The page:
Chemical giant under pressure over US lawsuits

The active ingredient glyphosate is still used in Europe.

Photo: AFP / Jean-Francois Monier

It seems the days of the total herbicide glyphosate are numbered. The Plant Protection Application Ordinance has been in force in Germany since Wednesday, according to which the agricultural poison may only be used to a limited extent. The use of glyphosate directly before harvest, in water protection areas and biosphere reserves, in nature reserves, national parks and grassland and forest in special protected areas is therefore prohibited. With exceptions: Glyphosate may continue to be used on “erosion-prone areas” or when “problematic weeds” are to be controlled. From now on, an »application ban« also applies to houses, allotment gardens, parks as well as playgrounds and sports fields, but glyphosate-containing agents that are still approved for these areas may continue to be used. After weeks of dispute in the coalition, the ordinance passed the Federal Council at the end of June.

There was also a coalition conflict in 2017 when the decision was made to extend the approval at EU level. Although the Union and the SPD had agreed to abstain in the EU Council, the then Federal Minister of Agriculture Christian Schmidt (CSU) voted for further approval.

Today the Ministry of Agriculture continues to argue: A total ban is not possible under European law, as the active ingredient is still approved throughout the EU until the end of 2022. However, further approval seems unlikely, even if several EU testing authorities reaffirmed the active ingredient in June of this year as being neither carcinogenic nor otherwise harmful.

But the European market is nowhere near as interesting for Bayer AG as the American one. Bayer has been confronted with numerous lawsuits in the United States for several years. The company has recently appealed to the US Supreme Court in Washington. The Supreme Court is to examine the appeal of the Hardeman case, in which a federal appeals court in San Francisco had sentenced Bayer to around 20 million euros in damages. Plaintiff Edwin Hardeman has cancer; he had used the glyphosate compound Roundup for years.

According to Bayer, the revision is based on two reasons: For example, the admission of experts as witnesses on the plaintiff’s side did not meet federal standards. That led to “unfounded statements”. In addition, “the allegedly necessary cancer warning is excluded by overriding federal law.” In the event that the group is also defeated at the Supreme Court, Bayer has set aside another 3.8 billion euros.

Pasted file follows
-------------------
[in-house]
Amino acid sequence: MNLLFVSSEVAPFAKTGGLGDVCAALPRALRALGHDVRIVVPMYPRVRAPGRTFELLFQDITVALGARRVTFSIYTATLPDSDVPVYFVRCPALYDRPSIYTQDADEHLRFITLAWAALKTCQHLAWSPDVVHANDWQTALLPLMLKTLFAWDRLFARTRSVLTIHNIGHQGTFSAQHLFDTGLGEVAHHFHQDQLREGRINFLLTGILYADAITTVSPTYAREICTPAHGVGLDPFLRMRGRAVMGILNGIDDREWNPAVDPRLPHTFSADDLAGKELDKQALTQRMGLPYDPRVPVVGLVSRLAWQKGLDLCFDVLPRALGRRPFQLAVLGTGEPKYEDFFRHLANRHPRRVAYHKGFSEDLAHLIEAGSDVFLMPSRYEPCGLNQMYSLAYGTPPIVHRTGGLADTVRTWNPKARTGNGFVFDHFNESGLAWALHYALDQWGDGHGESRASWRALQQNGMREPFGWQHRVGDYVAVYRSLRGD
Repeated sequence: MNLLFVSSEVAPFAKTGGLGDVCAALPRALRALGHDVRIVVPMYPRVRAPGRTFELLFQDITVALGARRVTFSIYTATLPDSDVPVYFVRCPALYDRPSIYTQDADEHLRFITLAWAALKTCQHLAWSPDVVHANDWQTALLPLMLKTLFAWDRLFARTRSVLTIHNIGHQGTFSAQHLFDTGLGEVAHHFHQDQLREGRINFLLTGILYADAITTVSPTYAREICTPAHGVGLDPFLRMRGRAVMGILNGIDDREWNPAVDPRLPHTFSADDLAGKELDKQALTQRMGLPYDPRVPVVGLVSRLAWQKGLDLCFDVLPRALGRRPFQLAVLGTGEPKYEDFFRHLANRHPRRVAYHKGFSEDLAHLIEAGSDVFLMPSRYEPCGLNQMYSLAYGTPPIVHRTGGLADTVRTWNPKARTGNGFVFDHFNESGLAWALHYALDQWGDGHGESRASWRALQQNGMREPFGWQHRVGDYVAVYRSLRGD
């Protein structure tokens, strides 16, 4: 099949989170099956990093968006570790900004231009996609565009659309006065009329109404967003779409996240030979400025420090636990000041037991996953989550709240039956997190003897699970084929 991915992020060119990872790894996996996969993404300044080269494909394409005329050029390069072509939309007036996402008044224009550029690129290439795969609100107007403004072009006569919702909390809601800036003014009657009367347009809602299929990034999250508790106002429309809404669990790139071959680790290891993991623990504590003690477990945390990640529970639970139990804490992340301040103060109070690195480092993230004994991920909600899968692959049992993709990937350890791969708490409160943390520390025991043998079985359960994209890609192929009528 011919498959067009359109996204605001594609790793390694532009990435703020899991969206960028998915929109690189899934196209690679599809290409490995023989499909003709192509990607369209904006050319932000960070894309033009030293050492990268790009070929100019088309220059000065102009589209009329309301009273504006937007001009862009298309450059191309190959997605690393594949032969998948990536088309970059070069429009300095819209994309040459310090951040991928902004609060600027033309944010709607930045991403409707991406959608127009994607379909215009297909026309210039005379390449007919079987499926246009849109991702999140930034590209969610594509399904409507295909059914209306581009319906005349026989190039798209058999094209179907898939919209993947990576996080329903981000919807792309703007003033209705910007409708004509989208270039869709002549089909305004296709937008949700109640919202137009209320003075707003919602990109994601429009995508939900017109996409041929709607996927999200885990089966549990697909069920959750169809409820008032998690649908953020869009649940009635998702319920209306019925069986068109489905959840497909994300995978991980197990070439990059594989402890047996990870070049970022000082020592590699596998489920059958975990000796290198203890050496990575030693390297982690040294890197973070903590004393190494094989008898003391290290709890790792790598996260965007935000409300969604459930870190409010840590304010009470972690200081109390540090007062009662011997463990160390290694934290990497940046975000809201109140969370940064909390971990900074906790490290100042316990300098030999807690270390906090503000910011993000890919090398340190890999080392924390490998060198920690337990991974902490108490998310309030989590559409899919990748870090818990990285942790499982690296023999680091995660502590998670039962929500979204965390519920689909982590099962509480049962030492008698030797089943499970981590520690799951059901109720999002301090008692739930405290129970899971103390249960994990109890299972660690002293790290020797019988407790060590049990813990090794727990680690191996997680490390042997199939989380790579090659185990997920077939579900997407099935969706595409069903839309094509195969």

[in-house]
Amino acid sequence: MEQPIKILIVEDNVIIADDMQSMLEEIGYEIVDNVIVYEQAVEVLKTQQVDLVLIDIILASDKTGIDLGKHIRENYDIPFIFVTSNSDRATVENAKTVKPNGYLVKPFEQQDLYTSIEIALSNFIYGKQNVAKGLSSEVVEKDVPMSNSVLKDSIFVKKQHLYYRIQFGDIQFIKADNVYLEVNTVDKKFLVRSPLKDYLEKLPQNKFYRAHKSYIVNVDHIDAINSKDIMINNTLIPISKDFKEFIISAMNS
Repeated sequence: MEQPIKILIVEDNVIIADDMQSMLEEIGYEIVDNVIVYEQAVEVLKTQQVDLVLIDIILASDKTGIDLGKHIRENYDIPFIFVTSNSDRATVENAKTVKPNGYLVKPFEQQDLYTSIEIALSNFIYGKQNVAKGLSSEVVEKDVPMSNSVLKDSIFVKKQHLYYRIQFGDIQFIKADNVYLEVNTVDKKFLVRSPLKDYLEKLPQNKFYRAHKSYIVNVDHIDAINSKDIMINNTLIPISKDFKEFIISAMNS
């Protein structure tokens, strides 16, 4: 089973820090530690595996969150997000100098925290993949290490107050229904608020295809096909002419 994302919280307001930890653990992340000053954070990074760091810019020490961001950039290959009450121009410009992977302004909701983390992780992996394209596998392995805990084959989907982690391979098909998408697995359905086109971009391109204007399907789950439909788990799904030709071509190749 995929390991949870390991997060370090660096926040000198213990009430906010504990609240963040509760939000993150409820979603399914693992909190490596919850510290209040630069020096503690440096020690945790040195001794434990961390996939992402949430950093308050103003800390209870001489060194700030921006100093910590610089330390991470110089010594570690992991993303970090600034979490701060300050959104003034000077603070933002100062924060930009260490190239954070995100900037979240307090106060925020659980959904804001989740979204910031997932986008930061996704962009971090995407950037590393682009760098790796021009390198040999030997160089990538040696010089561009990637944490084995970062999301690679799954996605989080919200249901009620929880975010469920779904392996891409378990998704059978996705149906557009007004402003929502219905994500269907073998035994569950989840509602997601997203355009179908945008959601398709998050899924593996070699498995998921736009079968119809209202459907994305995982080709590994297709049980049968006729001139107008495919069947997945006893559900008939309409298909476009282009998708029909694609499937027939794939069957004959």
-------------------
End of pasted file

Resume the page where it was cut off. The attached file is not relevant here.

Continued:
One of the key questions is: Should Bayer have printed more stringent warnings on the products? Here, the group relies on federal law, since the US environmental authority EPA has declared glyphosate to be harmless, such a print was not compatible with applicable law.

Exactly this federal authority has now rowed back in a further proceeding before the federal appeals court in San Francisco. The US Environmental Protection Agency (EPA) has declared in connection with a lawsuit by farmers and environmental organizations that they want to review their glyphosate decisions. She wants to analyze in more detail the dangers that threaten the application of the herbicide through drifts on arable land, some of which are far away. At the same time, the agency referred to an order from incumbent US President Joe Biden, who called on all environmental authorities to review their decisions during the Trump era on a scientific basis.

The authority is also in public criticism because more and more of the content of the “Monsanto Papers” is being analyzed – Monsanto had previously been sued for the publication of internal papers. With glyphosate, which the EPA has been researching for its carcinogenic potential since at least 1983, the goal was not only to discredit all scientific evidence that the chemical was harmful, but also to “get people to stand up and scream that glyphosate is non-toxic, “quoted” The Intercept “an in-house email from 1999. In addition, the magazine reported on an EPA report written in 2016 that established a link between cancer and glyphosate, but was not classified as” confidential ” has been published. In addition, former employees report that they have been put under pressure.

This is one of the reasons why farmers and environmental organizations are calling on the EPA not to limit their review to environmental hazards, but also to carefully review the risks to human health. In an open letter, you also asked the gardening trade to immediately stop selling Roundup. Bayer had previously announced that it would no longer sell glyphosate-containing Roundup weed killers to private customers in the United States from 2023. Alternative active ingredients are to be used in the future.

For Andrew Kimbrell of the Center for Food Safety, a “historic victory” with qualifications: “As this toxic pesticide continues to be used on a large scale in agriculture, our farm workers and consumers are still at risk. It is time for the EPA to act and ban glyphosate for all uses. “


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